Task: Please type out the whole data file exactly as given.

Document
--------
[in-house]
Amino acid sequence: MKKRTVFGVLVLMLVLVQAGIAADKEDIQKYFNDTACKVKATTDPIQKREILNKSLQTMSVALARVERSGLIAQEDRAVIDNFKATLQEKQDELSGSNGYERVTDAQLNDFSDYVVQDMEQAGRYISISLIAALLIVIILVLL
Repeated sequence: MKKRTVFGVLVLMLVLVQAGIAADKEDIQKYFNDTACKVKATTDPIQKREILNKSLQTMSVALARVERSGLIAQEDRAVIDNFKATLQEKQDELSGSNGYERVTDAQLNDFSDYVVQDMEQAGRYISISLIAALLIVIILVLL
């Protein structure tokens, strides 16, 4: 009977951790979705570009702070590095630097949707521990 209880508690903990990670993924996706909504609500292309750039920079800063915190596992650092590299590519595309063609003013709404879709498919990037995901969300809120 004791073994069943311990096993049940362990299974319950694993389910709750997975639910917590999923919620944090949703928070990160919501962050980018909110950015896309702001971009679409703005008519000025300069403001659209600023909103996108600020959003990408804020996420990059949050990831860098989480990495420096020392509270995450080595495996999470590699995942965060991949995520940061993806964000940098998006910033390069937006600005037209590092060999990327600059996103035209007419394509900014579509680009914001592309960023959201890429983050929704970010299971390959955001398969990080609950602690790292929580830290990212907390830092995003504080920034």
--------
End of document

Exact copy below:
[in-house]
Amino acid sequence: MKKRTVFGVLVLMLVLVQAGIAADKEDIQKYFNDTACKVKATTDPIQKREILNKSLQTMSVALARVERSGLIAQEDRAVIDNFKATLQEKQDELSGSNGYERVTDAQLNDFSDYVVQDMEQAGRYISISLIAALLIVIILVLL
Repeated sequence: MKKRTVFGVLVLMLVLVQAGIAADKEDIQKYFNDTACKVKATTDPIQKREILNKSLQTMSVALARVERSGLIAQEDRAVIDNFKATLQEKQDELSGSNGYERVTDAQLNDFSDYVVQDMEQAGRYISISLIAALLIVIILVLL
């Protein structure tokens, strides 16, 4: 009977951790979705570009702070590095630097949707521990 209880508690903990990670993924996706909504609500292309750039920079800063915190596992650092590299590519595309063609003013709404879709498919990037995901969300809120 004791073994069943311990096993049940362990299974319950694993389910709750997975639910917590999923919620944090949703928070990160919501962050980018909110950015896309702001971009679409703005008519000025300069403001659209600023909103996108600020959003990408804020996420990059949050990831860098989480990495420096020392509270995450080595495996999470590699995942965060991949995520940061993806964000940098998006910033390069937006600005037209590092060999990327600059996103035209007419394509900014579509680009914001592309960023959201890429983050929704970010299971390959955001398969990080609950602690790292929580830290990212907390830092995003504080920034």